By Mohammed Amadu
Recently, in this column, I wrote ‘Zoning: Where Justice Gumi Got it Wrong’ and, in which, in my lay opinion, I differed with the FCT High Court Chief Judge’s December 1, 2010, ruling on PDP’s zoning arrangement.

Because, although he affirmed the arrangement was legal and binding on PDP, he denied the ‘issue’ was ‘justiciable’ –as in beyond the court’s power to enforce.

And, I had wondered why a judge would have the power to enquire into a matter, make a pronouncement on it and yet declare that he was constrained, legally, not to enforce it?. In fact, even as he denied zoning was ‘justiciable’, Justice Gumi affirmed that the principle was not only legally binding on PDP, it was “in the interest of equity, justice and fairness”; because it reflected “the adverse nature of the Nigerian society.”

Then on January 10, 2011, two days to the PDP primaries, Justice Ishaq Bello, in another judgment, was virtually on all fours with Gumi, except that he affirmed the justiciability of zoning, asserting that “even though the courts would not (normally) interfere in the internal affairs of a party” they would do so whenever a political party fails to comply with its constitution, the grundnum or the Electoral law.

And which had said in my piece: “there are legal rules governing the internal affairs of ‘bodies’ and the breach of which either the internal regulatory mechanisms of that ‘body’ can remedy or to a certain limit, the intervention of the courts.”

Justice Bello said that the provisions of Article 7(2) of the PDP Constitution on zoning was binding on and enforceable against PDP even as he also affirmed that zoning promotes ‘equity, fair play and justice.’ The crux of Justice Bello’s judgment was his confirmation of the ‘authority’ of the courts to enforce the rights of members where such rights, enshrined in their Constitution, are abused.

I cited the Herbotle Rule which says that “whenever there is a controversy in the internal affairs of a ‘body’ (say PDP) which is resolvable by a simple majority of members, the courts will not entertain the suit of a minority member of that ‘body’… except where the minority action brought before that court is to restrain that ‘body’ from committing (any of) the following wrongs: (1), ‘an ultra-vires act’ (as in an ‘act’ beyond that body’s legal authority); (2), ‘an ‘act’ to achieve, by a simple majority that which by the body’s rules ought to have been achieved by a special majority’; (3), ‘an act tantamount to committing a fraud on the minority and (4), ‘an act which invades or violates membership rights.”

And, I did prove that PDP neither exceeded “her authority by consensually adopting zoning”, nor abused its own electoral procedures at the time it instituted zoning, nor yet did it ‘commit any fraud on its minority’ simply by adopting a power-sharing arrangement.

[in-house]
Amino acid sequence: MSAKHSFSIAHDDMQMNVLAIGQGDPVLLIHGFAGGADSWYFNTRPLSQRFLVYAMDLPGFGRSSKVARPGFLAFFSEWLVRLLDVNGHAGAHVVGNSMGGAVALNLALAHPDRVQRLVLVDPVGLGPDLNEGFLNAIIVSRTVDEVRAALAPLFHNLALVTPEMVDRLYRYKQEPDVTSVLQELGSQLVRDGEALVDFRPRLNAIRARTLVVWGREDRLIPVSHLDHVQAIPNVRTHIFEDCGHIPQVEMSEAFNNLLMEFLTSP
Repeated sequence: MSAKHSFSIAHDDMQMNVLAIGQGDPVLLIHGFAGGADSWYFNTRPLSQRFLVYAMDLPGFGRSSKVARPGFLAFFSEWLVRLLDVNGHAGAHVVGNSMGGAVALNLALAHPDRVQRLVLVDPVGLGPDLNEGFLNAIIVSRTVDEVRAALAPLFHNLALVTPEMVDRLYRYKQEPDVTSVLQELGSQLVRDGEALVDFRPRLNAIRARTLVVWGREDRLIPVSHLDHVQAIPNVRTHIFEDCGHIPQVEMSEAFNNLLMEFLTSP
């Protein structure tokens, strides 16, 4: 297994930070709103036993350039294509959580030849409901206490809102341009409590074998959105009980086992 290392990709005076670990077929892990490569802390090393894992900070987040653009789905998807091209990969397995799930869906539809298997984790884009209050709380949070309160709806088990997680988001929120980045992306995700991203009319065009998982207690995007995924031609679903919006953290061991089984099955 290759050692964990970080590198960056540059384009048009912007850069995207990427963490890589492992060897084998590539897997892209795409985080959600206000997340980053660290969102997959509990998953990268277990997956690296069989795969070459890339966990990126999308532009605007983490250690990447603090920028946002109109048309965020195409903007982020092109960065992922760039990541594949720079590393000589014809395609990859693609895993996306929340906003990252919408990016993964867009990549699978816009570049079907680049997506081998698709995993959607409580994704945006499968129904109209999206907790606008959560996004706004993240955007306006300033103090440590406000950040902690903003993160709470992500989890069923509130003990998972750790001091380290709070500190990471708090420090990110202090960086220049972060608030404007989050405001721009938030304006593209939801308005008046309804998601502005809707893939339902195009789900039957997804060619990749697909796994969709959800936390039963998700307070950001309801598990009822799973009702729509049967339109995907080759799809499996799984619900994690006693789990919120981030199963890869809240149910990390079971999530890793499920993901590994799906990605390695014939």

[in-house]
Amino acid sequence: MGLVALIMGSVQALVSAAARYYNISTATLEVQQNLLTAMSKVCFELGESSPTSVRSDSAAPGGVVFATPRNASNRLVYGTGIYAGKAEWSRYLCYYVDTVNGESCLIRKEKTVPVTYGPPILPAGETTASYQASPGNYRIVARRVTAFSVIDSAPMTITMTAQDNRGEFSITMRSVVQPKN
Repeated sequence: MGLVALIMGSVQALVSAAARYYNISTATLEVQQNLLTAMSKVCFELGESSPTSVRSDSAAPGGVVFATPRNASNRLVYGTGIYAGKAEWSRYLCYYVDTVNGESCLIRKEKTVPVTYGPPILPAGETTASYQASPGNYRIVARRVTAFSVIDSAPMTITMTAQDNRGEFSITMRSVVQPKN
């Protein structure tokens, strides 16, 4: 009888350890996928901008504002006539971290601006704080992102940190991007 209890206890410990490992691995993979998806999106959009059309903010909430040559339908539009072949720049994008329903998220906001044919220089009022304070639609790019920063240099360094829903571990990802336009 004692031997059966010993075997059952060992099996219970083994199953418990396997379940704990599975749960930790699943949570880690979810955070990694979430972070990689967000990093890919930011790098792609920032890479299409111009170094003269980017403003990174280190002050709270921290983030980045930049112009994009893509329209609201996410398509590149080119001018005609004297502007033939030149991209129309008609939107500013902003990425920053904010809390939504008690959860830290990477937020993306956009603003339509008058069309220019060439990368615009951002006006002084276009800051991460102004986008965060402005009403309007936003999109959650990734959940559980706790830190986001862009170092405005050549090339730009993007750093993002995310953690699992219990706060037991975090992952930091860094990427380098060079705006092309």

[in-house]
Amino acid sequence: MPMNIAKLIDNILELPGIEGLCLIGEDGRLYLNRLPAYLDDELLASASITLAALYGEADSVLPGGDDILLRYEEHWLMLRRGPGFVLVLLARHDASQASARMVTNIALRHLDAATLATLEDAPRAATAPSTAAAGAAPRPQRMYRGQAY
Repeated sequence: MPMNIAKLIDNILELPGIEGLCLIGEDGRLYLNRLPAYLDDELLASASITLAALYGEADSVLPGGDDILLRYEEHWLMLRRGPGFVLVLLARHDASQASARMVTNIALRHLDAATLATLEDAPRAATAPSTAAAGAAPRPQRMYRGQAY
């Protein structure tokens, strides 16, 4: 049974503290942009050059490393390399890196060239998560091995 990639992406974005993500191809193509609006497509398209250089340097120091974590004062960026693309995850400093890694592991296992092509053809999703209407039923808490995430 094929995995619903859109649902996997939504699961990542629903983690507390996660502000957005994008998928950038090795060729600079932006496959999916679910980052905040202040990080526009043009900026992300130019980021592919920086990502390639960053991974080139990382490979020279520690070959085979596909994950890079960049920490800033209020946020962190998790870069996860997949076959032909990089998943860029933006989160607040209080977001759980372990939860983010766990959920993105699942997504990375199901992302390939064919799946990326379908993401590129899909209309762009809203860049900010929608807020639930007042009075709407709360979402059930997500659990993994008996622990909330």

And, although admittedly by adopting zoning, PDP could be said to have invaded or violated members’ constitutional right of contest, but members had ab initio, voluntarily forfeited this right when they consensually agreed to bind themselves. Because, as I said, “there are quite delicate un-navigable hyacinths of legal matters in the way of retrieving a right (whether constitutional or otherwise) which a person voluntarily forfeited either by himself or in representative capacity by a ‘body’ to which he voluntarily belongs and whose lawful ways he wilfully subscribes to.”

The legal maxim being: ‘convention vincit legem’ meaning: ‘the express agreement of the parties over-rides the law’. And, I did say even if you insists that zoning is ‘a mistake in law” because it “was conceived in the face of a superior constitutional right” yet the maxim is culpa tenet suos auctores, meaning: ‘in law even a fault binds its authors’!

It was even worse for Jonathan because “as proof of the wilful forfeiture of his constitutional right and as evidence of his unconditional endorsement of zoning, (he) even agreed to benefit from it when he accepted the party’s invitation to fill the Vice-Presidential zoning largesse on behalf of the South” -and which I said “he did consciously and without any doubts that he was drawing not from the pool of democratic merit but rather from the spring of political consensus.”

Justice Bello, in his judgment last week, said   PDP was bound to observe its own rules and its constitution -of which zoning is a part of.
And, although Justice Bello dismissed the case for want of “sufficient reasonable cause of action” (since PDP had neither nominated nor submitted Jonathan’s name to INEC yet), you bet by now the judicial flood- gates would be wide open for aggrieved members.

Because as I said in my piece, “whether by strict ‘law’, which arises from fact or by strict ‘morality’ which arises from ‘truth’, zoning is no less justifiable. Nor can Jonathan (ever) contest without Sec 7 of the PDP Constitution expunged. Because again, the maxim is: ‘an obligation is dissolved ‘only’ by the same bond by which it is contracted’.
I rest my ‘lay’ case!

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